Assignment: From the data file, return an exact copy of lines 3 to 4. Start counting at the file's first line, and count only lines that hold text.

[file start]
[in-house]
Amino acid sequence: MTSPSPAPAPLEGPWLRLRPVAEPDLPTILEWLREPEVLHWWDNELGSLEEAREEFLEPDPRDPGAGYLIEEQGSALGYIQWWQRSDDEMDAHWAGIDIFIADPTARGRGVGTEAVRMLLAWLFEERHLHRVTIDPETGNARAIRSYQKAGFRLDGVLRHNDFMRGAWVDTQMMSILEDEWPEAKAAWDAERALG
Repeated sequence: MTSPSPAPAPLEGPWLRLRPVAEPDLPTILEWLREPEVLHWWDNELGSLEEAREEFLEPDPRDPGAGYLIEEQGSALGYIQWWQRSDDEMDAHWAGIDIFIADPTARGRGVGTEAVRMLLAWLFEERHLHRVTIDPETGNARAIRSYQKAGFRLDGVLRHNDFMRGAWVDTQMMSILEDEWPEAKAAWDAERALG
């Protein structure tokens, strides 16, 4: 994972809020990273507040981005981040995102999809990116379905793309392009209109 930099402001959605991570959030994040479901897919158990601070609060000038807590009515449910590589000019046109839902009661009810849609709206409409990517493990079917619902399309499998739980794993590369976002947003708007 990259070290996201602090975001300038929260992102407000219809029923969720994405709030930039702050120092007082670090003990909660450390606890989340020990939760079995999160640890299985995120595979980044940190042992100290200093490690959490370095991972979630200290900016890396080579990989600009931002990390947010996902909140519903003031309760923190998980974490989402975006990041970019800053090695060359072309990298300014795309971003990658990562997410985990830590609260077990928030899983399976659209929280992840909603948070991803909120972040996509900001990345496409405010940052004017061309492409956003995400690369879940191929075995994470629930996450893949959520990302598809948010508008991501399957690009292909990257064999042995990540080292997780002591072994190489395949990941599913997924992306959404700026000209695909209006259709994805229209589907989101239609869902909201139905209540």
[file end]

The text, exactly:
Repeated sequence: MTSPSPAPAPLEGPWLRLRPVAEPDLPTILEWLREPEVLHWWDNELGSLEEAREEFLEPDPRDPGAGYLIEEQGSALGYIQWWQRSDDEMDAHWAGIDIFIADPTARGRGVGTEAVRMLLAWLFEERHLHRVTIDPETGNARAIRSYQKAGFRLDGVLRHNDFMRGAWVDTQMMSILEDEWPEAKAAWDAERALG
């Protein structure tokens, strides 16, 4: 994972809020990273507040981005981040995102999809990116379905793309392009209109 930099402001959605991570959030994040479901897919158990601070609060000038807590009515449910590589000019046109839902009661009810849609709206409409990517493990079917619902399309499998739980794993590369976002947003708007 990259070290996201602090975001300038929260992102407000219809029923969720994405709030930039702050120092007082670090003990909660450390606890989340020990939760079995999160640890299985995120595979980044940190042992100290200093490690959490370095991972979630200290900016890396080579990989600009931002990390947010996902909140519903003031309760923190998980974490989402975006990041970019800053090695060359072309990298300014795309971003990658990562997410985990830590609260077990928030899983399976659209929280992840909603948070991803909120972040996509900001990345496409405010940052004017061309492409956003995400690369879940191929075995994470629930996450893949959520990302598809948010508008991501399957690009292909990257064999042995990540080292997780002591072994190489395949990941599913997924992306959404700026000209695909209006259709994805229209589907989101239609869902909201139905209540």